RCMP A/Comm. Bill Fordy will be promoted to LMD Commander. He will stay in Surrey until a replacement can be found.

Surrey to seek new top cop

Bill Fordy has been promoted to head of the Lower Mainland District, and will oversee all OICs in the region

Surrey’s top cop is moving onward and upward.

RCMP A/Comm. Bill Fordy has been named new Lower Mainland District (LMD) Commander with the BC RCMP.

He will continue on as Surrey’s Officer in Charge until a suitable replacement can be found.

“I’ve got a really strong team here in Surrey,” Fordy told the Leader in an interview Wednesday. “I think the processes we have in place here will allow for that type of pressure until such time as the new person hits the ground.”

As commander for LMD, he takes over for retired RCMP A/Comm. Dan Malo and will oversee the 13 detachments serving 29 communities, including Surrey.

His area of command stretches from Pemberton to the U.S. border and includes 2,500 RCMP officers and support staff.

He will also oversee all of the RCMP integrated units, such as the Integrated Homicide Investigation Team, Emergency Response Team and forensics team, to name a few.

“Surrey will always have a special place in my heart and I assure the citizens of Surrey that, during this period of transition, I am committed to ensuring there is continuity and strong leadership at the Surrey Detachment,” he said.

Fordy started as Surrey’s Officer in Command in June, 2012, and was recently promoted to Assistant Commissioner.

Since he arrived here, the force has ballooned from 616 officers to 819, a jump of 33 per cent.

Fordy said a high point for him during his time in Surrey has been learning more about himself.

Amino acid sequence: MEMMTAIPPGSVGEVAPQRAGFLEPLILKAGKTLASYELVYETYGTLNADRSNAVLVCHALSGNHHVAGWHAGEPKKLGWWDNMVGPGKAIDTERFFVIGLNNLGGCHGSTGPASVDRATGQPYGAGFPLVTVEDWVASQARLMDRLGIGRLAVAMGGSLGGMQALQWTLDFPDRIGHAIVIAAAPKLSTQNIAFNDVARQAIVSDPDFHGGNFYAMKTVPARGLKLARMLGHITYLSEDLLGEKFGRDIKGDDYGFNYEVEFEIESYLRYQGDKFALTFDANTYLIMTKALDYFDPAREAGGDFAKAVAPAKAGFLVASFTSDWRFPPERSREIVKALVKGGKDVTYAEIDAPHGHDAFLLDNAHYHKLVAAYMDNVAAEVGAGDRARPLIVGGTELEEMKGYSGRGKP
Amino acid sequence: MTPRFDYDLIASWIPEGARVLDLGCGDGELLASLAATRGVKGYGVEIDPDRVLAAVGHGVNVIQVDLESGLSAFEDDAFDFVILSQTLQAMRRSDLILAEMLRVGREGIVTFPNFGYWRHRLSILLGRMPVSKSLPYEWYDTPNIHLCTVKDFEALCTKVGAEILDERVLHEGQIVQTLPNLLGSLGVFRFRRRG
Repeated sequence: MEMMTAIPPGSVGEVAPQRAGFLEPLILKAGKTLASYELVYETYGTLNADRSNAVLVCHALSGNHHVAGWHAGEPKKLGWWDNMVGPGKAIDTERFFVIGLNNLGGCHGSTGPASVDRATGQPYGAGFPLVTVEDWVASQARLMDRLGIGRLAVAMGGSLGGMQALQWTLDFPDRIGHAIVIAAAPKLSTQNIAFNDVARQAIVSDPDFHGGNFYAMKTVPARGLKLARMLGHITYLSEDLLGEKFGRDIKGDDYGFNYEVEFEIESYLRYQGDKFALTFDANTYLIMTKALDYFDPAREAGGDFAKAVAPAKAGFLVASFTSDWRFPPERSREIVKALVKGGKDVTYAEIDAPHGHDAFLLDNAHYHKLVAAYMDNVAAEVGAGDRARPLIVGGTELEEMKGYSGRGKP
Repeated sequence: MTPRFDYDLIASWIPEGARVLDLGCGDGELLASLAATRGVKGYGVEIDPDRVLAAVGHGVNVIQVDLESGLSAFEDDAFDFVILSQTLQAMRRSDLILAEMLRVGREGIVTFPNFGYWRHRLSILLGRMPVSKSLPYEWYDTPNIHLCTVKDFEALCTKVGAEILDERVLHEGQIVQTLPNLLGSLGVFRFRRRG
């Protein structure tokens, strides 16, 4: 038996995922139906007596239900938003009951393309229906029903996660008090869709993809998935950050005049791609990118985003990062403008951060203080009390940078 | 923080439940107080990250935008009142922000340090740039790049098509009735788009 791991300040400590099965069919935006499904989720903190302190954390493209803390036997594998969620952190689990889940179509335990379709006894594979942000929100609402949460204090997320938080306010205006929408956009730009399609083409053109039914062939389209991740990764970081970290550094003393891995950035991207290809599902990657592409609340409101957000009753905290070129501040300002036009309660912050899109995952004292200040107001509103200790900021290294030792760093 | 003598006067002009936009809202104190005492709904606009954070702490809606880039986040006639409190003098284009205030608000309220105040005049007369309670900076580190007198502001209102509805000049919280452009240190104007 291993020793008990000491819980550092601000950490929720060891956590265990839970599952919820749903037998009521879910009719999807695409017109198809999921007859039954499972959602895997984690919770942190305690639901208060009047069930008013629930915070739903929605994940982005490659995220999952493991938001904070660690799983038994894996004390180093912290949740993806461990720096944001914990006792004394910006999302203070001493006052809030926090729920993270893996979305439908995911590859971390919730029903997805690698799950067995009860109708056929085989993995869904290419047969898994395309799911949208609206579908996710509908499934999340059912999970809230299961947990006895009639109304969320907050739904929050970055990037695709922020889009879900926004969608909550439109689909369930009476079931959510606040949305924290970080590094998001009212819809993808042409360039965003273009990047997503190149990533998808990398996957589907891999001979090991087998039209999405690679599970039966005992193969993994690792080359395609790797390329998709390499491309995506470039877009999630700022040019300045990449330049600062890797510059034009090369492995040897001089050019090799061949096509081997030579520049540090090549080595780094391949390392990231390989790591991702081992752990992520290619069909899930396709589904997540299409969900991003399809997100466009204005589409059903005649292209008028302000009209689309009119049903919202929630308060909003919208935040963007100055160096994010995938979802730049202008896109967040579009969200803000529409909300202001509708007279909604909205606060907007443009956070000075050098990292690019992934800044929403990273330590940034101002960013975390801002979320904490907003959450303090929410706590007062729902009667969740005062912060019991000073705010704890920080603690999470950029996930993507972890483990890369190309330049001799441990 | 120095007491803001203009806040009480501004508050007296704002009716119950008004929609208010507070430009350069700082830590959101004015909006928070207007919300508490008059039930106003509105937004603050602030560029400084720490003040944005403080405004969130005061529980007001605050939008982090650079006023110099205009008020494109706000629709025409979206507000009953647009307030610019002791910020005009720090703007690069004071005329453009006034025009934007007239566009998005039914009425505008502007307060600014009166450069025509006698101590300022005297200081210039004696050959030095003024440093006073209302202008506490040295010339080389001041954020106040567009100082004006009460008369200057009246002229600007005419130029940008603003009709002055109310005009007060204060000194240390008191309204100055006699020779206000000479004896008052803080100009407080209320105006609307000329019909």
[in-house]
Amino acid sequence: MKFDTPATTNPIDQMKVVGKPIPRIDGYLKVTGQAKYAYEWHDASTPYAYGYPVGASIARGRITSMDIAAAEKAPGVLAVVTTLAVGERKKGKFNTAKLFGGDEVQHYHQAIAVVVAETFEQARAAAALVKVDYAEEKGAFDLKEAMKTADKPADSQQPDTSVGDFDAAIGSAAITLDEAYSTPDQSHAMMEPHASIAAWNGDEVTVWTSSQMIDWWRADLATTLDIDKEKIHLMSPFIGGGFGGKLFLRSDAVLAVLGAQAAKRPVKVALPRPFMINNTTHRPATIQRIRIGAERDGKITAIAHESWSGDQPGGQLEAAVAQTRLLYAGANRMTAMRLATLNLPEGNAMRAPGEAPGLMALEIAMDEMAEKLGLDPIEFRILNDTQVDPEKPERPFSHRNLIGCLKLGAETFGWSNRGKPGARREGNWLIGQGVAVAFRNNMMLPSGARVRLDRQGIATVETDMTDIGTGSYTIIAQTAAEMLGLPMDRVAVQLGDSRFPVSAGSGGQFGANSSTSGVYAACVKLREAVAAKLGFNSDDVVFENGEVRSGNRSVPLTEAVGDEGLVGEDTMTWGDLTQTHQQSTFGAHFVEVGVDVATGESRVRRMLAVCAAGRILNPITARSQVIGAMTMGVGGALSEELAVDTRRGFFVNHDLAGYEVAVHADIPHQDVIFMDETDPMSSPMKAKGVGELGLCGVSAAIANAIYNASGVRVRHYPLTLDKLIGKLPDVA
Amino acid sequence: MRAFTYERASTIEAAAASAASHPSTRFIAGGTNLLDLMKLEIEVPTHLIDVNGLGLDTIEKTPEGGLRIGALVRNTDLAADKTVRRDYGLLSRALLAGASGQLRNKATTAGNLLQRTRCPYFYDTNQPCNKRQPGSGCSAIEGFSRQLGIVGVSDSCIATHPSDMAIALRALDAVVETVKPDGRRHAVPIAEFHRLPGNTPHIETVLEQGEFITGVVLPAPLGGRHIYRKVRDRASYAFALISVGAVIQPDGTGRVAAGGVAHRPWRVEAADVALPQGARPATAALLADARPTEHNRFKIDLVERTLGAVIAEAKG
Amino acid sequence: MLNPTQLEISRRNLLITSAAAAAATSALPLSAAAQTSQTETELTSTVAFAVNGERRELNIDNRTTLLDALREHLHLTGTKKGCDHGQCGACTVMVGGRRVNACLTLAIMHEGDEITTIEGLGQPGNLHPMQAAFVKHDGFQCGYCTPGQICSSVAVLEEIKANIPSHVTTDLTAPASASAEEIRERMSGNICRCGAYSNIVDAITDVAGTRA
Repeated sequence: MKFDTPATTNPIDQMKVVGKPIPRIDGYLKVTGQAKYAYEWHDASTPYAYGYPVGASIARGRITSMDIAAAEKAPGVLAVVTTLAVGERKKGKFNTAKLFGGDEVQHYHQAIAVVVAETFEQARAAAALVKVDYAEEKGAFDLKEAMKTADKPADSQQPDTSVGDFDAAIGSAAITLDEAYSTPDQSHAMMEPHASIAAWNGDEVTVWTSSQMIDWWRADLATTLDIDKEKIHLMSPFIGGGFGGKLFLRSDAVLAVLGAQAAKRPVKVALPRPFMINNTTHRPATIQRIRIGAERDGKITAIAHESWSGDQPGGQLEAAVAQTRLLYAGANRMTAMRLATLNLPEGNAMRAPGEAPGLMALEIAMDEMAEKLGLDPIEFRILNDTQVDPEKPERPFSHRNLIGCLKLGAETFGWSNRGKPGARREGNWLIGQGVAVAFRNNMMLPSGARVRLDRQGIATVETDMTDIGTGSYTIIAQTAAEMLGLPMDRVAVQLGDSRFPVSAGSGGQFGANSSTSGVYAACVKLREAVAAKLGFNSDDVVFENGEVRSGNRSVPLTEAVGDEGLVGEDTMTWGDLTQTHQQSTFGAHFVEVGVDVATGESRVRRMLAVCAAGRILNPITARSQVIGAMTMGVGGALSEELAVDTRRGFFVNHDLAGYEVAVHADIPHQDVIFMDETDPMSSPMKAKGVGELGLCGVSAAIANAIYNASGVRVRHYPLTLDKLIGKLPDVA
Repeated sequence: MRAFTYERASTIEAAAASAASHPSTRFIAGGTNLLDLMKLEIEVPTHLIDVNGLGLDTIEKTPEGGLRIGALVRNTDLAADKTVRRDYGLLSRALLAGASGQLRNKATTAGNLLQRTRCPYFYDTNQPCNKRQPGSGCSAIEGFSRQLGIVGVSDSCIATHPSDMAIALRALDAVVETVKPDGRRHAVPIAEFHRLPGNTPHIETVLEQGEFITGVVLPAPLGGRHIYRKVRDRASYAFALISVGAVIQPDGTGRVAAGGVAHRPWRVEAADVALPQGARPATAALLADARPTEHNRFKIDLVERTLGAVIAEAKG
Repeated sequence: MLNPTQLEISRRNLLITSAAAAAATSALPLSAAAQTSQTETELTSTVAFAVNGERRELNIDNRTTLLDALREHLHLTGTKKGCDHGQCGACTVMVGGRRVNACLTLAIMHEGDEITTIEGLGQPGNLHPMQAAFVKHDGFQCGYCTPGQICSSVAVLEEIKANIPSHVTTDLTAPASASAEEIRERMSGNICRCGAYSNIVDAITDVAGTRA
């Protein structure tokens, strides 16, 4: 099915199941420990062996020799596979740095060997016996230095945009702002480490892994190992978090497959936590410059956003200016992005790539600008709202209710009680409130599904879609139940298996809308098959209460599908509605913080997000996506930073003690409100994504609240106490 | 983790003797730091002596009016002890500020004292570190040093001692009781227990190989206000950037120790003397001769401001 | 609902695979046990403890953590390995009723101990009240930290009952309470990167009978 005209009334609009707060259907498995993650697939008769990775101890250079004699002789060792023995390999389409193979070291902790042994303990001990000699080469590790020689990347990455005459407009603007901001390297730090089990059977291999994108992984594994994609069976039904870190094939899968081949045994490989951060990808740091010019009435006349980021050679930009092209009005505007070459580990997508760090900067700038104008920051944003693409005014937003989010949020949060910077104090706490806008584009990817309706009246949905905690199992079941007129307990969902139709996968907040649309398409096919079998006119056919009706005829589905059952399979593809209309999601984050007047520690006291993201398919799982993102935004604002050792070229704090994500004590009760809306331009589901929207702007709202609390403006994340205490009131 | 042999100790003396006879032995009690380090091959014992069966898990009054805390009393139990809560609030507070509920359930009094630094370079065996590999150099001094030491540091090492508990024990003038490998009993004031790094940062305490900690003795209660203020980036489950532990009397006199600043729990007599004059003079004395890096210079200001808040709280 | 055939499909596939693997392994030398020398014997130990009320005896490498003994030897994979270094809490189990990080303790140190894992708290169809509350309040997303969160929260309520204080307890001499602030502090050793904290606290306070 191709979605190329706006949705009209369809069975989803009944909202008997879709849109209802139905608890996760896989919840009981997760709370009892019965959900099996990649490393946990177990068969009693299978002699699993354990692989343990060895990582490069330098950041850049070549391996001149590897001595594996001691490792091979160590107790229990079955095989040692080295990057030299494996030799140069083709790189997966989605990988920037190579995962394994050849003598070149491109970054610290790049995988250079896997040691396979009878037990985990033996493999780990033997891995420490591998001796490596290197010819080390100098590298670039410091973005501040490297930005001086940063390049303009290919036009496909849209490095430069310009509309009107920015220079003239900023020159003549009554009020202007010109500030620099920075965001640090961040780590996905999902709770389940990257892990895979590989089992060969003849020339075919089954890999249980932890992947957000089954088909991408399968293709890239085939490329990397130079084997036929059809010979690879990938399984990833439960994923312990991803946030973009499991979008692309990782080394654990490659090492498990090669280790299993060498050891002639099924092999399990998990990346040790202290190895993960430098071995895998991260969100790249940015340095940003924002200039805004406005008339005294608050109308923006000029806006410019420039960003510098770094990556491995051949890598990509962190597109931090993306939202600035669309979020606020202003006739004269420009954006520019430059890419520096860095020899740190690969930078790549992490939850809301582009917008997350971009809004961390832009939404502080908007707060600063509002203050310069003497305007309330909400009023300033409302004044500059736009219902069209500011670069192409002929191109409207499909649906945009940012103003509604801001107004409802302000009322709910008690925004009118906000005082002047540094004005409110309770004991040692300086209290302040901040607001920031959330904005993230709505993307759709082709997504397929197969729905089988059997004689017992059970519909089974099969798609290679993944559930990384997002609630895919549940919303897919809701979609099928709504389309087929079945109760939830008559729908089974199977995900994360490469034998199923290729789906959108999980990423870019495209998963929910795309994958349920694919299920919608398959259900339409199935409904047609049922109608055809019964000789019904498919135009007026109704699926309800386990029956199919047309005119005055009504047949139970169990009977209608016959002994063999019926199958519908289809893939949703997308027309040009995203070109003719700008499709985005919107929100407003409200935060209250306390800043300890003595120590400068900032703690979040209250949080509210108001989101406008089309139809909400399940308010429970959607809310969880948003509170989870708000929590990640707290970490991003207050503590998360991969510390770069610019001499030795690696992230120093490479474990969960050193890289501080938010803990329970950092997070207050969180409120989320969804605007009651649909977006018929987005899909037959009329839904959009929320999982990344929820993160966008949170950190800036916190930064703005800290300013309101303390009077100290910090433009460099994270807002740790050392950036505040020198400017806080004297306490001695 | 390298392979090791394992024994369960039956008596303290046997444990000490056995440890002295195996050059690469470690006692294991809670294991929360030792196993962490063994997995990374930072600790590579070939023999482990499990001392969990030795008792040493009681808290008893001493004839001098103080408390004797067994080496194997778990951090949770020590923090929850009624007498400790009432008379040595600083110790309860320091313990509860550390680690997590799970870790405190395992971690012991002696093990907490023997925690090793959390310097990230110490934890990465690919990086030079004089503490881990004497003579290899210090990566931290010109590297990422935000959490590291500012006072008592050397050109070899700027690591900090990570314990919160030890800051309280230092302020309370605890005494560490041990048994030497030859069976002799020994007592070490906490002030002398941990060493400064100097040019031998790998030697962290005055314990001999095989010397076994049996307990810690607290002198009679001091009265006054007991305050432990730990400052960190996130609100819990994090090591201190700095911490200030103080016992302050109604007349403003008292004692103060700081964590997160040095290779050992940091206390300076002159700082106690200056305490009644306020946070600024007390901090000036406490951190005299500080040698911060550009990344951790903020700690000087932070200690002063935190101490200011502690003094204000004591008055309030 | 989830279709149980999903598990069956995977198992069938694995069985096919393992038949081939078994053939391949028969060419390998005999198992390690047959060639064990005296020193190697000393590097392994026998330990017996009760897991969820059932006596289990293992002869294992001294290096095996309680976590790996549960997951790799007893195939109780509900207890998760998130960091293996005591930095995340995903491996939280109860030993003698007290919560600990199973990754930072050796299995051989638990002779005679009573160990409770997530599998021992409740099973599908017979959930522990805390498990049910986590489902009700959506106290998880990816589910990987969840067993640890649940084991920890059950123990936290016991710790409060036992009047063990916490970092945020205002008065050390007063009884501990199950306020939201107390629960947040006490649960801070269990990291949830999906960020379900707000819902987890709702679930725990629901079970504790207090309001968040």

“I’ve learned a lot about myself as a leader, as a person, while I’ve been in this position,” Fordy said.

Some of the most teaching moments have come in adversity, which there was no shortage of.

Fordy walked into a perfect storm during his first year and a half which saw the highest number of murders in one year – 25 in 2013.

“There were a series of events that were pretty remarkable,” Fordy said. “It was tremendous experience for me as a leader.”

That year of homicides was soon followed a drug turf war that saw a number of shootings in Newton and Whalley.

In response, Fordy has worked to bring on the extra police officers, and has also increased police presence in the community with the Neighbourhood Safety Campaign, Community Engagement Teams, Bike Unit and Community Response Unit. He also initiated the detachment’s Citizen/Youth Police Academies and innovative, multi-agency Surrey Mobilization and Resiliency Table (SMART).

Outside of the one-year jump in murders and the recent drug turf war, violent crime is dropping and property crime is plummeting across the board.

His time here also had an extremely low point for Fordy.

“The hardest thing that I have ever dealt with in my career, was the loss of (RCMP Const.) Adrian Oliver,” Fordy said.

Oliver was killed when returning to the detachment when he was fatally struck by a semi-trailer truck on Nov. 13, 2012.

“There’s no manual on how to manage a situation like that, how to support the men and women that are in your hallway crying.”

He said that as a result of that, he has a completely different perspective, when any officer in the country loses his life.

Fordy’s depth of compassion is part of what made him one of the best RCMP interviewers in the country.

Mayor Linda Hepner said Fordy’s promotion is great news for Surrey.

“In his new role, A/Comm. Fordy’s expertise and knowledge of Surrey’s public safety priorities will be put to good use as Lower Mainland District Commander,” Hepner said. “Many of the issues that Surrey faces are regional in scope and having Bill in charge of the Lower Mainland District is not only welcome, but advantageous.”

 

 

 

 

 

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